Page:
Social Media Influencer – … the effect of digital relationships on businesses (1)
“In my opinion one of the most exciting developments in Ghana over the last couple of years has been the growth in social media spaces, and the vast proliferation of blogs, which capture our Ghanaian realities, and enables us to share our stories, pictures, videos amongst ourselves and with the rest of the world. We are telling our own stories. We are documenting our herstories and histories. We are archiving and creating knowledge. We are storytellers.” – Nana Sekyiamah - is one of the digital media pioneers in Ghana.
Today we have power players turning social media audiences on Instagram, YouTube, Twitter, and Facebook into fortunes and empires. These people across the Entertainment, Travel and Gaming categories have managed to monetize emerging platforms; land production deals based on their prowess on now-defunct video app Vine; and in some cases, command seven figures per sponsored campaign.
An influencer can be anyone, from a blogger to a celebrity, but they must always have credibility and a niche.
Influencers are generally compensated with money or samples. Before you pay just anyone to promote your product, however, be sure the influencers you work with match your brand's tone, style, and mission.
According to Christina Newberry word-of-mouth is one of the most valuable forms of marketing out there: It’s been shown to influence 20 to 50 percent of all purchasing decisions. After all, potential customers are much more likely to be receptive to recommendations from a person they respect and trust than to ads or other corporate messaging.
In the new world of digital relationships, word of mouth extends well beyond recommendations from friends and family into the realm of influencer marketing.
In fact, research from Twitter shows that 49 percent of consumers seek purchase guidance from social media influencers, and 20 percent said that a Tweet from an influencer inspired them to share their own product recommendation. Even more important for marketers, nearly 40 percent of Twitter users said they had made a purchase as a direct result of an influencer’s Tweet.
And on Instagram, the amount brands are spending with influencers is over $1 billion per year, according to a study from Mediakix.
Content marketing involves creating relevant, useful, engaging content to draw your audience in. Unlike traditional advertising, the content you create won’t be directly persuading your audience to buy your products or services. It’s about building a relationship with your potential customers.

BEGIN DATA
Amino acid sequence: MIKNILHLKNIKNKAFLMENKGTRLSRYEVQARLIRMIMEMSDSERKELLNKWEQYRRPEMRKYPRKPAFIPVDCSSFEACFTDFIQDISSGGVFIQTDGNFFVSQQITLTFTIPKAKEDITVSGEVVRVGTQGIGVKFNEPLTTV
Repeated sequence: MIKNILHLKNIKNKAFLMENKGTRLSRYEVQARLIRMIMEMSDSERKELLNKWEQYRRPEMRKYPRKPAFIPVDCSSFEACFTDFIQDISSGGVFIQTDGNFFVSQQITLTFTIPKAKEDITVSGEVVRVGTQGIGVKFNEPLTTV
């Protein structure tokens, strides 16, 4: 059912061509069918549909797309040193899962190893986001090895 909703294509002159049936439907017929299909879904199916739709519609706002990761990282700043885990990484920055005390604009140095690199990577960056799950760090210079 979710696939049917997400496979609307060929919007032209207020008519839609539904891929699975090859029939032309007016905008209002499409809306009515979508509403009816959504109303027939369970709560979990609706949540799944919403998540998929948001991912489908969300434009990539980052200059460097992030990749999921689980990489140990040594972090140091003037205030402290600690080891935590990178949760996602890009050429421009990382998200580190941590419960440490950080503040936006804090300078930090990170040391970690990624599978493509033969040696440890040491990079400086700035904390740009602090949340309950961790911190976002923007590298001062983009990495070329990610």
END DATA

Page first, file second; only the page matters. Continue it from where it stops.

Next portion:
Effective content marketing can help you build your marketing lists and increase brand awareness. It can help you develop your online audience and learn more about your customer’s needs. It supports your other marketing tactics. Ultimately it should lead to sales.
Let us bring it home to Ghana, the winners of the Ghana Blogging & Social Media Awards 2016 are as follows:
Best Blogger: Ameyaw Debrah
Best Blog: KeniKodjo.com
Best Post of 2015: Kwame Gyan (Innitfo? No R?ba Ooo)
Best Emerging Niche Blog: Screwlife.com
Best New Blog: 2eweboys.com
Best Organisational Blog: Tonaton
Best Twitter Account (Individual): Nana Aba Anamoah
Best Twitter Account (Organization): Citi 97.3 FM
Best Instagram Account: Ameyaw Debrah
Best Facebook Profile (Individual): Maukeni Padiki Kodjo
Best Facebook Page (Entity): Vodafone Ghana
Best YouTube Channel (Individual): Akumaa Mama Zimbi
Best YouTube Channel (Artiste): Sarkodie
Public Official With Best Social Media Presence: Nana Oye Lithur, Minister of Gender, Children & Social Protection
Organization With Best Social Media Presence: Vodafone Ghana
Media House With Best Social Media Presence: Citi 97.3 FM
Artiste With Best Social Media Presence: Shatta Wale
Special Award for Services to Ghana’s Blogging & Social Media Community: PlanIT Ghana
Sharing Christina Newberry views on the discussion, she stated the following:
What is a social media influencer? An influencer is quite simply someone who carries influence over others. A social media influencer is someone who wields that influence through social media. The form of influence can vary and no two influencers are the same. Celebrity endorsements were the original form of influencer marketing, but in the digital age of online connection, regular people have become online “celebrities” with powerfully engaged social media followings, especially in certain market segments.